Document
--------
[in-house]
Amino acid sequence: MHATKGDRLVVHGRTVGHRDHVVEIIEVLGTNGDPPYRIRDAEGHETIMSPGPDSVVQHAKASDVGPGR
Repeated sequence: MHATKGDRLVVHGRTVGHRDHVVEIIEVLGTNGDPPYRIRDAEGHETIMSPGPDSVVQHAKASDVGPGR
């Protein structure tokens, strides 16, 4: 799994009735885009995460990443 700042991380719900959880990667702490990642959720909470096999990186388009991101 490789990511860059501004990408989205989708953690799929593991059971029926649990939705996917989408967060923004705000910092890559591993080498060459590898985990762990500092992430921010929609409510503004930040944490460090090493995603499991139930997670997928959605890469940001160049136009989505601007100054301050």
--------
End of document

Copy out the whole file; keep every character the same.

[in-house]
Amino acid sequence: MHATKGDRLVVHGRTVGHRDHVVEIIEVLGTNGDPPYRIRDAEGHETIMSPGPDSVVQHAKASDVGPGR
Repeated sequence: MHATKGDRLVVHGRTVGHRDHVVEIIEVLGTNGDPPYRIRDAEGHETIMSPGPDSVVQHAKASDVGPGR
């Protein structure tokens, strides 16, 4: 799994009735885009995460990443 700042991380719900959880990667702490990642959720909470096999990186388009991101 490789990511860059501004990408989205989708953690799929593991059971029926649990939705996917989408967060923004705000910092890559591993080498060459590898985990762990500092992430921010929609409510503004930040944490460090090493995603499991139930997670997928959605890469940001160049136009989505601007100054301050």